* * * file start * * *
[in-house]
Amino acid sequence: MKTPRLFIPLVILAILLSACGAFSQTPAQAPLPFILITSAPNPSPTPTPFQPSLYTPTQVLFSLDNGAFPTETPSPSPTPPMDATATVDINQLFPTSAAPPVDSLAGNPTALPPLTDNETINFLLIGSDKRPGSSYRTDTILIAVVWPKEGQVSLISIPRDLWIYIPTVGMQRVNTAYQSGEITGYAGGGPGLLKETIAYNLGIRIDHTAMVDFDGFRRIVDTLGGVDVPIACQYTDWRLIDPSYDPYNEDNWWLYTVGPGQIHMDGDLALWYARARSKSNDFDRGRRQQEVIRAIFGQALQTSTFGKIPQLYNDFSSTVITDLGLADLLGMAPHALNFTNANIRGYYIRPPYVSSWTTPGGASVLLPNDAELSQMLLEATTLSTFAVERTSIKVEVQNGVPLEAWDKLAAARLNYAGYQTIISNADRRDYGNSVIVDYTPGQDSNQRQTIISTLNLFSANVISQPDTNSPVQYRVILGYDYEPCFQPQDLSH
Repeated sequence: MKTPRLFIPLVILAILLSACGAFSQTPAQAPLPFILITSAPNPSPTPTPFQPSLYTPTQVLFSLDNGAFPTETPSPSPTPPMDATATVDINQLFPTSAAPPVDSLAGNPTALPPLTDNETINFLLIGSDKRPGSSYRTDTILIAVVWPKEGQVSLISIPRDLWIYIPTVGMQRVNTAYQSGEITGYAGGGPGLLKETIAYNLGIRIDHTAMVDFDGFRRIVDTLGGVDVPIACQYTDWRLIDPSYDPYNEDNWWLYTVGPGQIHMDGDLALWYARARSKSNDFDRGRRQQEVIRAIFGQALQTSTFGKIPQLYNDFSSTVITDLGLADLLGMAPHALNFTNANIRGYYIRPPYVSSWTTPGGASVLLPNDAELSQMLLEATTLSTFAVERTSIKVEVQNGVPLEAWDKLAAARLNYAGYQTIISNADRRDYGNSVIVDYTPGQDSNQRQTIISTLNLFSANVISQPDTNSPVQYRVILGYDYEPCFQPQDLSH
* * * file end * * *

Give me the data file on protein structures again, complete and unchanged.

[in-house]
Amino acid sequence: MKTPRLFIPLVILAILLSACGAFSQTPAQAPLPFILITSAPNPSPTPTPFQPSLYTPTQVLFSLDNGAFPTETPSPSPTPPMDATATVDINQLFPTSAAPPVDSLAGNPTALPPLTDNETINFLLIGSDKRPGSSYRTDTILIAVVWPKEGQVSLISIPRDLWIYIPTVGMQRVNTAYQSGEITGYAGGGPGLLKETIAYNLGIRIDHTAMVDFDGFRRIVDTLGGVDVPIACQYTDWRLIDPSYDPYNEDNWWLYTVGPGQIHMDGDLALWYARARSKSNDFDRGRRQQEVIRAIFGQALQTSTFGKIPQLYNDFSSTVITDLGLADLLGMAPHALNFTNANIRGYYIRPPYVSSWTTPGGASVLLPNDAELSQMLLEATTLSTFAVERTSIKVEVQNGVPLEAWDKLAAARLNYAGYQTIISNADRRDYGNSVIVDYTPGQDSNQRQTIISTLNLFSANVISQPDTNSPVQYRVILGYDYEPCFQPQDLSH
Repeated sequence: MKTPRLFIPLVILAILLSACGAFSQTPAQAPLPFILITSAPNPSPTPTPFQPSLYTPTQVLFSLDNGAFPTETPSPSPTPPMDATATVDINQLFPTSAAPPVDSLAGNPTALPPLTDNETINFLLIGSDKRPGSSYRTDTILIAVVWPKEGQVSLISIPRDLWIYIPTVGMQRVNTAYQSGEITGYAGGGPGLLKETIAYNLGIRIDHTAMVDFDGFRRIVDTLGGVDVPIACQYTDWRLIDPSYDPYNEDNWWLYTVGPGQIHMDGDLALWYARARSKSNDFDRGRRQQEVIRAIFGQALQTSTFGKIPQLYNDFSSTVITDLGLADLLGMAPHALNFTNANIRGYYIRPPYVSSWTTPGGASVLLPNDAELSQMLLEATTLSTFAVERTSIKVEVQNGVPLEAWDKLAAARLNYAGYQTIISNADRRDYGNSVIVDYTPGQDSNQRQTIISTLNLFSANVISQPDTNSPVQYRVILGYDYEPCFQPQDLSH